Hotels in Georgia

Located in the affluent enclave of Buckhead, this tower hotel is set in the first 15 floors of a striking high-rise (it was formerly the Mansion on Peachtree).

Built in 1892 by local businessman Colonel T. W. Latham, the Sugar Magnolia is a pale yellow Queen Anne Victorian house set in the historic Inman Park district, Atlanta’s first suburb.

Victorian both inside and out, this stately five-room inn—originally designed in 1891 by Walter T. Downing, one of Atlanta's premier architects—is one of the city's designated landmark buildings.

When it arrived on the scene in 2009, this stately hotel redefined luxury in Atlanta. Expect the same sensibility you’d encounter at other St. Regis properties (champagne service, poolside Evian spritzes) butwith some very obvious—and glamorous—nods to the South.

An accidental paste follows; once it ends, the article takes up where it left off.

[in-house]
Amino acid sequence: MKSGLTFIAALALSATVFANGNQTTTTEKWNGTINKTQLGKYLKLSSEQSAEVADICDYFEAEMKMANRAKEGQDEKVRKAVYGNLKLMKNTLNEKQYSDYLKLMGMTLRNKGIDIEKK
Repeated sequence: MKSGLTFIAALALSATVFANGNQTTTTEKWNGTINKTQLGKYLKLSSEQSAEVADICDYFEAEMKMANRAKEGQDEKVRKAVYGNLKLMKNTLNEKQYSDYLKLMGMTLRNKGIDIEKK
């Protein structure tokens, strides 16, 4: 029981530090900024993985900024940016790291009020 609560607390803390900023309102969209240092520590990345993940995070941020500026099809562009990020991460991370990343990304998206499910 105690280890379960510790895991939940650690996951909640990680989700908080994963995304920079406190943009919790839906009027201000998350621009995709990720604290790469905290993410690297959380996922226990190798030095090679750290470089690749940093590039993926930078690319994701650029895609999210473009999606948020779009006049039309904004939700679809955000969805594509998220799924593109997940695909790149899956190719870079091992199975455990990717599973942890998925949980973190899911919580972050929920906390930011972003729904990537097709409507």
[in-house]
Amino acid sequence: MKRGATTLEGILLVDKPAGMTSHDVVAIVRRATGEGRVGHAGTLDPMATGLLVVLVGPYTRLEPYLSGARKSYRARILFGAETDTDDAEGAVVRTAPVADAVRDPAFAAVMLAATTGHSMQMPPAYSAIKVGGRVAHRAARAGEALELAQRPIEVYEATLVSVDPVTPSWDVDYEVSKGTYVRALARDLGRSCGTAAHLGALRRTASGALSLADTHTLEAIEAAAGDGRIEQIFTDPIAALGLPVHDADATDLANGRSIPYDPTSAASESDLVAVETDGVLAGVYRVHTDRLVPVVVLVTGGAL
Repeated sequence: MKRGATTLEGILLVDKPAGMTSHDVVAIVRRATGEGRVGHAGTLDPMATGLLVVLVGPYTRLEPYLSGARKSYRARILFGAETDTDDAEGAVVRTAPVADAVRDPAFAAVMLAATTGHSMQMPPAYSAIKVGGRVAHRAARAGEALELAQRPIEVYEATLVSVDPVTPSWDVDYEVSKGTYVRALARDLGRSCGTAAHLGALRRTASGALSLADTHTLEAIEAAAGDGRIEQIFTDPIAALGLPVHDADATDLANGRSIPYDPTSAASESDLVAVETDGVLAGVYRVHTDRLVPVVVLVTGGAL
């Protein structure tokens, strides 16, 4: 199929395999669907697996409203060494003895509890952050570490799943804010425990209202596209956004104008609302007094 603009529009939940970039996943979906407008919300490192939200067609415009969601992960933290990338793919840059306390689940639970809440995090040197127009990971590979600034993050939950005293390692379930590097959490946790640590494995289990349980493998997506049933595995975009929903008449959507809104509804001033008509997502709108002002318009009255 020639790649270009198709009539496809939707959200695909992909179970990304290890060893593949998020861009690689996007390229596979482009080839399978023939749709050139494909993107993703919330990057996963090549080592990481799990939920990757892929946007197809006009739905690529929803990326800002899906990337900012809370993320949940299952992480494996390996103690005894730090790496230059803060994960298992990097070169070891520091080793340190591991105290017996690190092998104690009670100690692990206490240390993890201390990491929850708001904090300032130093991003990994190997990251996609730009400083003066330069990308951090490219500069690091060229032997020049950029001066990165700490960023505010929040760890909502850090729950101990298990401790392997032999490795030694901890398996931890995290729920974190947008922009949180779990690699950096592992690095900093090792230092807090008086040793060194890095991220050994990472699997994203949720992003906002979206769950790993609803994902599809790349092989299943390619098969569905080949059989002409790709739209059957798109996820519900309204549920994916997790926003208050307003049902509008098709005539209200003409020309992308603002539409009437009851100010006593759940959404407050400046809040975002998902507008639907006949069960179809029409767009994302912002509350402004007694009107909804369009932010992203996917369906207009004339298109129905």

Adjacent to the Georgia Aquarium and just around the corner from the Georgia Dome, Philips Arena, and CNN Center, this all-suite hotel has been popular with vacationing families since it first opened in 1999.

St. Simons, the largest of Georgia's four Golden Isles, is distinguished from its neighbors by the more-than-century-old lighthouse that stands on the island's southern end. For a good view of this iconic and still-functioning landmark, stay at St.

A 25-story hotel rising high in the downtown skyline, the Ritz-Carlton in Five Points is less than a mile from major attractions like Philips Arena, Centennial Olympic Park, and the Georgia Aquarium.

The grande dame of Atlanta's luxury hotels, the Ritz has pride of place on Buckhead's main drag, where fabulous shops and department stores abound (a trio of shopping centers adjacent to the hotel house Neiman Marcus, Saks, Nordstrom, and Bloomingdale's, among others).

A LEED-certified inn with 20 simple rooms, each with two bunks. (Hot showers are in a bathhouse.) Most guests pass their time hiking, chatting, reading, or playing board games in the Sunrise Room or rocking in an Adirondack chair on the wraparound porch.